LONDON -- The shares of Severn Trent (LSE:SVT) dropped 50 pence to £20.27 during early London trade this morning after the FTSE 100 member said it had rejected a bid proposal.
Severn Trent, which supplies water to 4.2 million premises in the Midlands and Wales, claimed the takeover approach "completely failed to recognize the existing and potential value" of the group.
The approach, made by a consortium consisting of Borealis Infrastructure Management, the Kuwait Investment Office, and Universities Superannuation Scheme Limited, was revealed yesterday by Severn Trent and caused the water supplier's shares to jump as much as 18%.
Severn Trent today disclosed the approach had valued the shares at "only a modest premium" to the £18.25 price seen before yesterday's announcement.
On Monday, the investment publication Financial News claimed the consortium could be willing to offer up to £23 a share for Severn Trent, which would value the blue chip at close to £5.5 billion.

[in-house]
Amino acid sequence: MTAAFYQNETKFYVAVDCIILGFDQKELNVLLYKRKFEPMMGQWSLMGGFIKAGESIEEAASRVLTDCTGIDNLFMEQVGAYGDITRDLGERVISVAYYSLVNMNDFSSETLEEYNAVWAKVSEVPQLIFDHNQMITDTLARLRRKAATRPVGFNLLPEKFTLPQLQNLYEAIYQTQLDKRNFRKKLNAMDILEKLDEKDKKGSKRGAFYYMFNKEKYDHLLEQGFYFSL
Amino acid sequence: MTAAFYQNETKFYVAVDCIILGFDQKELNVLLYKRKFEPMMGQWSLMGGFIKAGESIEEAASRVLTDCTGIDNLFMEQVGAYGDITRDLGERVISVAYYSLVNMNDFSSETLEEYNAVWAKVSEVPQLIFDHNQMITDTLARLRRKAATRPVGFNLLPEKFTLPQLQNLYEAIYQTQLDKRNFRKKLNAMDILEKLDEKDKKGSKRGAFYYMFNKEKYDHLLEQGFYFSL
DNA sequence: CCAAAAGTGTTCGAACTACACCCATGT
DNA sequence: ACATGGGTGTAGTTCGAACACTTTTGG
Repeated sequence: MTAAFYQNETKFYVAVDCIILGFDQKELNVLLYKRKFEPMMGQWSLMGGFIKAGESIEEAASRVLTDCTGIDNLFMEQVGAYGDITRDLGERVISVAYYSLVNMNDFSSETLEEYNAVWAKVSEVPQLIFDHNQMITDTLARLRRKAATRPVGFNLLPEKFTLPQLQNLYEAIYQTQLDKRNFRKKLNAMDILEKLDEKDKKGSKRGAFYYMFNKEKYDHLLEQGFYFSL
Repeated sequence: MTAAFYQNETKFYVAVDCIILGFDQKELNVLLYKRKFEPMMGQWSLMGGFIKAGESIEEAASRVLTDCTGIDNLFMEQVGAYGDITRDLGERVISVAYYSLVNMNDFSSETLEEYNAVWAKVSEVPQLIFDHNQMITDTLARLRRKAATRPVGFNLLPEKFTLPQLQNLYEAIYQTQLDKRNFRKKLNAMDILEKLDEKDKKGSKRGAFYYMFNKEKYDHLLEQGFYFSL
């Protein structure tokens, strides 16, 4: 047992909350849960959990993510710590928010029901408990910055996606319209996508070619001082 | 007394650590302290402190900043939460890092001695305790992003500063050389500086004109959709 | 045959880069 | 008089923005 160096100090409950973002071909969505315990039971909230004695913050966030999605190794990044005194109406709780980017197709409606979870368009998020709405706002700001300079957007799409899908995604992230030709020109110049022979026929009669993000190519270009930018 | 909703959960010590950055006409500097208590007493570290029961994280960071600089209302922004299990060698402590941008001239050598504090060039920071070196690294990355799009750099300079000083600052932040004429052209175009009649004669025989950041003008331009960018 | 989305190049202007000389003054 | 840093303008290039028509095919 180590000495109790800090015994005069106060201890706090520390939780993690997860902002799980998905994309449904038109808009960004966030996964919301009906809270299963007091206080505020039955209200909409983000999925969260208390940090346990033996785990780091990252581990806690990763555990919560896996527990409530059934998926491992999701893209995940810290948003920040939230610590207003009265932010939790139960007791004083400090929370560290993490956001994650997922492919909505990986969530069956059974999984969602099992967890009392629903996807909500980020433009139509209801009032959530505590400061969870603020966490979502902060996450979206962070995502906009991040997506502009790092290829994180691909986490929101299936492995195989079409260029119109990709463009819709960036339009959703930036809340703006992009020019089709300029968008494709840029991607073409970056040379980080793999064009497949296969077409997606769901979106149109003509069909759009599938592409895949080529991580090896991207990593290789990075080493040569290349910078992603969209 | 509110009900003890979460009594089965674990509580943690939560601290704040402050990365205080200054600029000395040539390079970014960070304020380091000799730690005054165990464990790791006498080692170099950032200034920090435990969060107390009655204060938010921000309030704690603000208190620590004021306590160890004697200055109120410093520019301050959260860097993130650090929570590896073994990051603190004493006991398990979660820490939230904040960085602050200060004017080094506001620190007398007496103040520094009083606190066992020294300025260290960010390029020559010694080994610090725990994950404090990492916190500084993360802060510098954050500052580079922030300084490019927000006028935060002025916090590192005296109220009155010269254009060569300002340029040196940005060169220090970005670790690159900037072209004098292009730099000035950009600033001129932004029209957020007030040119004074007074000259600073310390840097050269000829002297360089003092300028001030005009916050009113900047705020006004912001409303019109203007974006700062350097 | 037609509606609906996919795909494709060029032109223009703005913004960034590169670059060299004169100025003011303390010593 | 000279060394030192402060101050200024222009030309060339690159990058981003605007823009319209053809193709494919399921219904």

But even an offer pitched at the current £20.27 price would still equate to a racy 22 times Severn Trent's earnings for the year to September 2012.
Under stock exchange rules, the consortium has until June 11 to table a formal bid or walk away.
Of course, whether the current share-price rating and the possibility the approach will come to nothing now combine to make Severn Trent a sell is something only you can decide.
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